The report analyses over 2,100 responses to the survey from 134 countries around the world. The vast majority of responses were from individuals with disabilities and their family members. Within the questionnaire responses respondents provided more than 3,000 written testimonies documenting the experiences of persons with disabilities and their family members during the pandemic. The qualitative and quantitative data provide in-depth, comprehensive insights into the experiences of persons with disabilities and the consequences of government actions or inactions on the rights of persons with disabilities.

The report is organised around four themes which emerged during the process of analysing responses received to the survey. These themes are:

1. Inadequate measures to protect persons with disabilities in institutions

2. Significant and fatal breakdown of community supports

3. Disproportionate impact on underrepresented groups of persons with disabilities

4. Denial of access to healthcare

 

A webinar was held to mark the launch of the report

Disability Data advocacy toolkit

LOCKWOOD, Elizabeth
et al
October 2020

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This toolkit was created in response to increasing interest and requests from persons with disabilities and their representative organizations from all over the world. The aim of this toolkit is to contribute to the growing global dialogue on the importance of data on persons with disabilities, specifically to provide some basic knowledge on data collection, analysis, and use of data for evidenced based advocacy to influence policy and decision makers. The toolkit discusses the use of the WG questions as best practices to be employed in data collections and disaggregating data by disability.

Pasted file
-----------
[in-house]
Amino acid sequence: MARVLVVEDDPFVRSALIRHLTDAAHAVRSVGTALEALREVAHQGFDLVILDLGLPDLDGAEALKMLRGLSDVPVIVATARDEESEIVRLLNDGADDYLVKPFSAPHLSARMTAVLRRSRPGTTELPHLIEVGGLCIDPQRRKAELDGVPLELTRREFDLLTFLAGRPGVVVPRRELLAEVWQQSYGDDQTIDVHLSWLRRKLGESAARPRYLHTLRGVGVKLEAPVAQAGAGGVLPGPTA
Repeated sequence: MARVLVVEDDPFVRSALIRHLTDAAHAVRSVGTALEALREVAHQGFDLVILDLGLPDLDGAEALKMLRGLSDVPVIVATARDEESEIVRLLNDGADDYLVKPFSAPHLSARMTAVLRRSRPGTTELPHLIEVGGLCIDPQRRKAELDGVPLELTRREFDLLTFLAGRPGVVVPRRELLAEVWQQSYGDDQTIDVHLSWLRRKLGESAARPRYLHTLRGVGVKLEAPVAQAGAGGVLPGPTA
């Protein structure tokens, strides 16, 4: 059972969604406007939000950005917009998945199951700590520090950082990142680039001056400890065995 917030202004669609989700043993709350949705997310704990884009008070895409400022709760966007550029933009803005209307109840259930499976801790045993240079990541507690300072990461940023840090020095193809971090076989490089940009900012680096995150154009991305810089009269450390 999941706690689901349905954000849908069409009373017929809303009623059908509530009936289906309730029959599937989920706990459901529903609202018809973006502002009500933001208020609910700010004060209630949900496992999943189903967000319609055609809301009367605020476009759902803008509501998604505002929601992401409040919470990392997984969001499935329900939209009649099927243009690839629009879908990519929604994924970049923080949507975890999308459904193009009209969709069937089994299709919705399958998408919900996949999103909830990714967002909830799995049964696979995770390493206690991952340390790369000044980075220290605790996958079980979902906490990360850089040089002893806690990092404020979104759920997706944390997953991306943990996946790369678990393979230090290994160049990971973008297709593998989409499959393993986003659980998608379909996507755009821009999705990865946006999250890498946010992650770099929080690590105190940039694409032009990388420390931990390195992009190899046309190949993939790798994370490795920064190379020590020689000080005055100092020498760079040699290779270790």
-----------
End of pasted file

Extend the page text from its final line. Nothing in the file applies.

How can innovative partnerships make data stronger and more inclusive?

WELLS, Claudia
SABITI, Bernard
CARANZA TRESOLDI, Javier
October 2020

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Development Initiatives (DI) Director of Data Use Claudia Wells, Senior Strategic Partnerships & Engagement Manager Bernard Sabiti and Founder and Director of the GeoCensos Foundation Javier Carranza Tresoldi explore the power of partnerships to improve data. Looking at the benefits, challenges and nuances of collaboration between all kinds of actors, they share case studies of what works and practical advice to build strong partnerships. 

When does disability begin? Identifying the age of onset

MONT, Daniel
October 2020

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Issues are discussed about adding to the Washington Group questions to collect information on the age of disability onset. Issues include:

  1. People may not remember the exact age
  2. The exact age may be difficult to determine
  3. People may have onsets of difficulties in different domains at different times

 

CitizEMPOWER: The importance of supporting inclusive citizen-generated data initiatives

LEONARD CHESHIRE
October 2020

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These recommendations provide guidance on how to ensure more inclusive and effective implementation of Citizen Generated Data (CGD) initiatives and partnerships that engage communities effectively, and especially young people, persons with disabilities and civil rights defenders.

 

The recommendations focus on:

Inclusive Partnerships and Effective Collaboration including a "Spotlight from Uganda: Using WG questions in the national census"

Data Access and Disaggregation including a "Spotlight from Madagascar: Youth generated data and accountability"

Resourcing and Funding including a "Spotlight from International Non Government Organisations: Using Washington Group Questions (WGQ) in humanitarian and development settings"